A Writer's Views on the Arts, Literature, Culture, Life, and Humanity

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Saturday, June 3, 2017

O Brave New World, That Has Such People In't: Grassroots Shakespeare Company's The Tempest and "Original Practice"

Amber Dodge and Jason Sullivan in Grassroot Shakespeare Company's
production of The Tempest.

I was thrilled to bring my little family to Grassroots Shakespeare’s The Tempest. Among Shakespeare’s many masterpieces, it is a beautiful, delicate piece, and a personal favorite. 

Written in his waning years, it is supposed to be Shakespeare’s last, non-collaborative play, generally seen as his swan song before he retires to Stratford Upon Avon with his family. It seems to be one Shakespeare’s more personal plays and, like the other plays he wrote in this final period, it is in the realm of “tragicomedy,” or what are later called Shakespeare’s Romances. These late plays of Shakespeare mix tragic beginnings with happy endings, have lots of spectacle (to compete with the Jacobean masques that were becoming popular), redeem flawed characters and offer forgiveness over catastrophe, focus on family relationships, and seem to be the mature reflections of a playwright at the end of his life who is seeking a final peace. Along with A Winter’s Tale, it is perhaps Shakespeare’s best example of the genre, despite the affection I also hold for Pericles and Cymbeline.  
The Tempest, on its surface, is a deceptively simple piece, thus easy to mar. Thankfully, Grassroots Shakespeare Company also has a deceptively simple style that hides a more mature understanding of Shakespeare that is up to the task of representing such masterpieces of the English language.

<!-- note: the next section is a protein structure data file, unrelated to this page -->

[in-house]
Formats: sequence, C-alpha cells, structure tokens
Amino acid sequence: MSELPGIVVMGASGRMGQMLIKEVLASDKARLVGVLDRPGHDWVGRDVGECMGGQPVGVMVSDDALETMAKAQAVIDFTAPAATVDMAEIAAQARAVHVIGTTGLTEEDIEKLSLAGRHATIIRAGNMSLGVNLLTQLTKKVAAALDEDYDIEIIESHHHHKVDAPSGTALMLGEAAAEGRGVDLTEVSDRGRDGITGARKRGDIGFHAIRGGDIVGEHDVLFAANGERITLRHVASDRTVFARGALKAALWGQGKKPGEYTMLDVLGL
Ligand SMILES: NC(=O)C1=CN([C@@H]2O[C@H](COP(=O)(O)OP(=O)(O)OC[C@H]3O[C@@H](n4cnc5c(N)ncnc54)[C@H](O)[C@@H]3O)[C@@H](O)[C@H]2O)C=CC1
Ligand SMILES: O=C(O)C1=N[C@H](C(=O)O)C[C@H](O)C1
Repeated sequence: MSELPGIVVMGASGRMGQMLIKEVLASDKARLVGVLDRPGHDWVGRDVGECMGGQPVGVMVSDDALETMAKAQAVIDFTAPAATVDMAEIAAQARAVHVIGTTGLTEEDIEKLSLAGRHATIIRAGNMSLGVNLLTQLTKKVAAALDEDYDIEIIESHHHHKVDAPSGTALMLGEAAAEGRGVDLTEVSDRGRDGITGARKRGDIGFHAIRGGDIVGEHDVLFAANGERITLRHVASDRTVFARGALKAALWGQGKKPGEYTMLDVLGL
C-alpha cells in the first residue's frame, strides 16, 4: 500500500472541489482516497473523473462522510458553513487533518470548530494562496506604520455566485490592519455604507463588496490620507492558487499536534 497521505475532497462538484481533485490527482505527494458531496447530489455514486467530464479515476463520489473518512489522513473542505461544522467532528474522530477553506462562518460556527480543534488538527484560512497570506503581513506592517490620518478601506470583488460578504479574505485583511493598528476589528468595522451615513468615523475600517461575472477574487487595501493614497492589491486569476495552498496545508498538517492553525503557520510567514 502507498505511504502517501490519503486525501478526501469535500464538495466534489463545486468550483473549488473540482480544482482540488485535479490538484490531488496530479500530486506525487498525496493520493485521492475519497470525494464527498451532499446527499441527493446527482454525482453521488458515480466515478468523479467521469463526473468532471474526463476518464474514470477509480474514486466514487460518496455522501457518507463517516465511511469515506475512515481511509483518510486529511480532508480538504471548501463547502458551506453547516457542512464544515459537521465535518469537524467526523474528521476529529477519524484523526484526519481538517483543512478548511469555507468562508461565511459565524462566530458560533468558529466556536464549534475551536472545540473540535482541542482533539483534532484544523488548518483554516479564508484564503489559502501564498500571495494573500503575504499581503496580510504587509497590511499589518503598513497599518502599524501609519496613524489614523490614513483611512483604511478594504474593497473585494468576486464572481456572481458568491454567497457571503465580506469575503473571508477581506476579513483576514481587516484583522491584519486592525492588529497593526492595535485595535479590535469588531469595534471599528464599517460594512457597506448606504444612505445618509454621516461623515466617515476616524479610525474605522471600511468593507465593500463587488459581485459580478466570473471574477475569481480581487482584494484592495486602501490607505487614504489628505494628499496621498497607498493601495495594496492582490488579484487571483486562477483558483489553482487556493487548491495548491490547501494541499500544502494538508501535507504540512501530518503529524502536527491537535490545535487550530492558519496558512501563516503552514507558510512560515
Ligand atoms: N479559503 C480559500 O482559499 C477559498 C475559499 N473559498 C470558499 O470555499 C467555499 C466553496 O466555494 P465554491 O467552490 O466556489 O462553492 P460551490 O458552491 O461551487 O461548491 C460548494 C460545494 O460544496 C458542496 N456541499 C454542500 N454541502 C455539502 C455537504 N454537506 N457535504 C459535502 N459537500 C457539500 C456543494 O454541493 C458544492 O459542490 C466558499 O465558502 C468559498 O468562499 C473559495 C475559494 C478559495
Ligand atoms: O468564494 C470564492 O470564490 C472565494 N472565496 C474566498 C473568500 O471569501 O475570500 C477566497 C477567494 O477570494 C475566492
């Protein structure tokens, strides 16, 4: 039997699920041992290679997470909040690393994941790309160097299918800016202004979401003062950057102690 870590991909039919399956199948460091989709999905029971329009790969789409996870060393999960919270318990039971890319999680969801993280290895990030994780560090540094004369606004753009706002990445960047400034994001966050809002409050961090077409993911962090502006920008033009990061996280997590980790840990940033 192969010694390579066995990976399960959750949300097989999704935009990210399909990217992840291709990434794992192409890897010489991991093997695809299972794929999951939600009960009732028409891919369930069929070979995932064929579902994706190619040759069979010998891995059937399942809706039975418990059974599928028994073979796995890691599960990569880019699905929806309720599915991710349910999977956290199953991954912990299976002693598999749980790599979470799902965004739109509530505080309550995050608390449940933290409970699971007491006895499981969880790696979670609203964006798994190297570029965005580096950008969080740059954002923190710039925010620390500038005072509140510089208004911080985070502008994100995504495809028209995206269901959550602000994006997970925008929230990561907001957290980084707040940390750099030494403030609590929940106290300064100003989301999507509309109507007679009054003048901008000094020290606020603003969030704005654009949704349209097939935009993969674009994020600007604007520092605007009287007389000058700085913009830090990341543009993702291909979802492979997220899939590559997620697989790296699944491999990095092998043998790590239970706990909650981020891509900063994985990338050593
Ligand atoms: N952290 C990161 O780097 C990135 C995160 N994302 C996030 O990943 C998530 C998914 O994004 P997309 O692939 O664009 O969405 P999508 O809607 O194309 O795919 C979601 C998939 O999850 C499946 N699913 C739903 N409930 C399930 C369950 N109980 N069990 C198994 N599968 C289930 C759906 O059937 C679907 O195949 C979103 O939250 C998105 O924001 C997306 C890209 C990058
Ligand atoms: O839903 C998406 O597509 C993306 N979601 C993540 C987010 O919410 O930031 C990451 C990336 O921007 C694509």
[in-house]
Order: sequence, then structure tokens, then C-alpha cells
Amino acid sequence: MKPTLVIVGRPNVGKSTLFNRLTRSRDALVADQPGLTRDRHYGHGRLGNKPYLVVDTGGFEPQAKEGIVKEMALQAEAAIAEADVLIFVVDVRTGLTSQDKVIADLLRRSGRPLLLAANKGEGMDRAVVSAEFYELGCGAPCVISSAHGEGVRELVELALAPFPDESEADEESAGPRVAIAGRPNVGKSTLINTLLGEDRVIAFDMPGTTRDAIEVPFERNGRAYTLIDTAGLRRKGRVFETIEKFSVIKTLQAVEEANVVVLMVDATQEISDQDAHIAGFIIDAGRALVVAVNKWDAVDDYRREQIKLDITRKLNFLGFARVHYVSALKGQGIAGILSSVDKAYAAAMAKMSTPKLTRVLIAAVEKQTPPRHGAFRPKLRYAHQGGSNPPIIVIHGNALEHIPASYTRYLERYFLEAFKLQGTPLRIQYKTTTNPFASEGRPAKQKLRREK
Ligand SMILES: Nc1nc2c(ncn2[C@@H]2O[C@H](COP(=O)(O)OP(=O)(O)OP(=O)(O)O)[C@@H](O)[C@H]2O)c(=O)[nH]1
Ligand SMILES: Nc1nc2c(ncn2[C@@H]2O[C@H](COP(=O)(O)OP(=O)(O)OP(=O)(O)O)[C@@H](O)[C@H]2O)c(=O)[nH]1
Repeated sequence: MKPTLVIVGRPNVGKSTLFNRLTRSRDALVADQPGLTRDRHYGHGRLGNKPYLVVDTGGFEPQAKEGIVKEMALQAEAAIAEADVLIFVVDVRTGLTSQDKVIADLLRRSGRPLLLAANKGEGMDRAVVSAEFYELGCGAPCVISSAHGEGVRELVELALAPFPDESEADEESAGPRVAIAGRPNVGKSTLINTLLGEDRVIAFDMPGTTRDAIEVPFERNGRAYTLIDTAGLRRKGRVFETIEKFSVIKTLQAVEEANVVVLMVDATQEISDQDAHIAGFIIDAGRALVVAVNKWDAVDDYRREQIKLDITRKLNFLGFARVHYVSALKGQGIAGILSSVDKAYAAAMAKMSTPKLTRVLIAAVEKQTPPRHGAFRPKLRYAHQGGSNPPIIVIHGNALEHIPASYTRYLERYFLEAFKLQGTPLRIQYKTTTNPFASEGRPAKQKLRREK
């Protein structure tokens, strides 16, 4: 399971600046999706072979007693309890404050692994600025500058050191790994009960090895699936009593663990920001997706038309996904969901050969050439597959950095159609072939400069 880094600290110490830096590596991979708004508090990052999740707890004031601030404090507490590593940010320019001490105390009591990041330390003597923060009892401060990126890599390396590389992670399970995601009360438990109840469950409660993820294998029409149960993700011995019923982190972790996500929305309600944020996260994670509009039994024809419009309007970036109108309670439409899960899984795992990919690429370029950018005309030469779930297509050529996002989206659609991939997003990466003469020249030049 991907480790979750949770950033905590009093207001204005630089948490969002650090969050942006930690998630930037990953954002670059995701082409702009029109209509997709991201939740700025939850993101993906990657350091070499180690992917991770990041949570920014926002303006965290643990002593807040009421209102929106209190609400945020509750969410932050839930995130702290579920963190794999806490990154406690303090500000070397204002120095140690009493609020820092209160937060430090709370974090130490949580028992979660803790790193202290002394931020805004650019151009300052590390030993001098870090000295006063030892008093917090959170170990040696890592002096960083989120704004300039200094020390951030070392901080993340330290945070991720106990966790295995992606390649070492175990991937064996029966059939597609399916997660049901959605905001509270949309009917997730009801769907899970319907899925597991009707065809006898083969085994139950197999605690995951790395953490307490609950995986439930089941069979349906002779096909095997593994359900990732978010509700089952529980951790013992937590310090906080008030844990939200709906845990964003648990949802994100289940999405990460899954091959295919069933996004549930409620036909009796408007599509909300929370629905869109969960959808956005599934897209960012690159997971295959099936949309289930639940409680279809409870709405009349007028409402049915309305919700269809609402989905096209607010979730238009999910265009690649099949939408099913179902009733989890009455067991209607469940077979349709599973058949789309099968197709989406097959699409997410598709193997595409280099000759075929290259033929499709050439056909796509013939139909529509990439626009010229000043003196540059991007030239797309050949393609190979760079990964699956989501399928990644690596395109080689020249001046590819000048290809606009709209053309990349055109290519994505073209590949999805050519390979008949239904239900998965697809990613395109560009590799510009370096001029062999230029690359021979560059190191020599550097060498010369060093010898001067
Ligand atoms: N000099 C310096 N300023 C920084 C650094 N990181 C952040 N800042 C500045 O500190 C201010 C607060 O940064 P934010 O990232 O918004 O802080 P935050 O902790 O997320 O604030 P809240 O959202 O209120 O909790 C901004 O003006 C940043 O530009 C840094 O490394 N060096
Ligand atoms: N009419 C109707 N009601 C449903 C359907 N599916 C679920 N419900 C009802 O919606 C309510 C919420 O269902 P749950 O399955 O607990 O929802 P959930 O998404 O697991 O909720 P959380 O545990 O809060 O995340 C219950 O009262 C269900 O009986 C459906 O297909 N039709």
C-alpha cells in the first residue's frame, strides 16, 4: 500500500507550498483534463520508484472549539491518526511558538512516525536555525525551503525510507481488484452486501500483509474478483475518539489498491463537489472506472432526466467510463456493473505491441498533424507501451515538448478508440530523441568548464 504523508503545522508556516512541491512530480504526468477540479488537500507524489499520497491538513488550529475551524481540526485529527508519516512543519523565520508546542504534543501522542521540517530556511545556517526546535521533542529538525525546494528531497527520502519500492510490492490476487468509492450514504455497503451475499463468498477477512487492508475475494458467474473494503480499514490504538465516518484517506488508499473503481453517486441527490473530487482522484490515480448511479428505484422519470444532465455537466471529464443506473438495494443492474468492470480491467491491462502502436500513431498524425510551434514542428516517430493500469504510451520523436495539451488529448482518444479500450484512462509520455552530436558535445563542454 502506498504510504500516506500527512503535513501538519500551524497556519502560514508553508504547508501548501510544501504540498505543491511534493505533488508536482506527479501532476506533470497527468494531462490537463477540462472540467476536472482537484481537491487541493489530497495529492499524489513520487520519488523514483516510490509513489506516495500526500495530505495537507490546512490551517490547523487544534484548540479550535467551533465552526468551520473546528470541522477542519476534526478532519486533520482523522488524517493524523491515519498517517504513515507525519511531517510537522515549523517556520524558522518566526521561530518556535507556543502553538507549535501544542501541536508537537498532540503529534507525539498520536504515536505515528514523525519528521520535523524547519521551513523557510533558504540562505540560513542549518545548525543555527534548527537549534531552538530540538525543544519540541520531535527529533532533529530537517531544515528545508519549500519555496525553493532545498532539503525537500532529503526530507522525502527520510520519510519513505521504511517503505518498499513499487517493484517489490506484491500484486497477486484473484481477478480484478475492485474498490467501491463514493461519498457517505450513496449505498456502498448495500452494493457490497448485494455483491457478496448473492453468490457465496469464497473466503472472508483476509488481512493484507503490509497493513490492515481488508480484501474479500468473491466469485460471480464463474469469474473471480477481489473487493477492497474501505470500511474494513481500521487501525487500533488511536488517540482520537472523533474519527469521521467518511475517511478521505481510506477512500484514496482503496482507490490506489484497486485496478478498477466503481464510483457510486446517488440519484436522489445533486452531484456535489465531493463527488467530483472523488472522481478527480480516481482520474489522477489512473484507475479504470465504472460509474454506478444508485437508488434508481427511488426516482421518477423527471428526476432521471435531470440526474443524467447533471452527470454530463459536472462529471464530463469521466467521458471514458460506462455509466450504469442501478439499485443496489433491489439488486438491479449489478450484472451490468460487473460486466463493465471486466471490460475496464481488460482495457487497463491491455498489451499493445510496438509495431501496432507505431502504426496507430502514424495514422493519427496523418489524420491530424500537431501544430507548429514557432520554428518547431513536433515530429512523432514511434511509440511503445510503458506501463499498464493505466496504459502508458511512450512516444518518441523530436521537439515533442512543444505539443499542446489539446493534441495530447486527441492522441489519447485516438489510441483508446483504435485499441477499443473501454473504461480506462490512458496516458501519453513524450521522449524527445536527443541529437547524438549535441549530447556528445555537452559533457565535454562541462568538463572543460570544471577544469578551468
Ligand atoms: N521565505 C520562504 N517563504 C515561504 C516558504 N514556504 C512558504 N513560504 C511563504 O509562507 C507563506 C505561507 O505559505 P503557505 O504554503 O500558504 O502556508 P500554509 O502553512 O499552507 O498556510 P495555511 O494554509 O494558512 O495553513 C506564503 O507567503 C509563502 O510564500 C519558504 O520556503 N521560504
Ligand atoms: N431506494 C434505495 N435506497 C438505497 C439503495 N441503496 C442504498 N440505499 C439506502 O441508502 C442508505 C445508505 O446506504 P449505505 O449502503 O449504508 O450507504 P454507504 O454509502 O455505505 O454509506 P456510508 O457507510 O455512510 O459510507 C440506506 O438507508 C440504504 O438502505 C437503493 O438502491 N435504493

Now that is not to say Grassroots Shakespeare Company is flawless, nor all they claim to be. Grassroots claims to be an “original practice” Shakespeare Company—though it is a claim I believe ought to be contested. 

For example, Grassroots Shakespeare Company claim that Shakespeare’s actors brought their own costumes and props. They certainly did not, at least not for the characters within the gentry. As noted Shakespeare scholar Stephen Greenblatt mentions, what a person wore in Elizabethan England mattered, and the Kingsmen who would have performed The Tempest certainly understood this:
Dress was the opposite of democratizing—nothing could be further from Shakespeare’s world than a culture in which magnates and workmen often wear the same clothes. It wasn’t simply a question of money. By royal proclamation, silks and satins were officially restricted to the gentry. Actors were exempted, but outside the playhouse they could not legally wear their costumes. [1]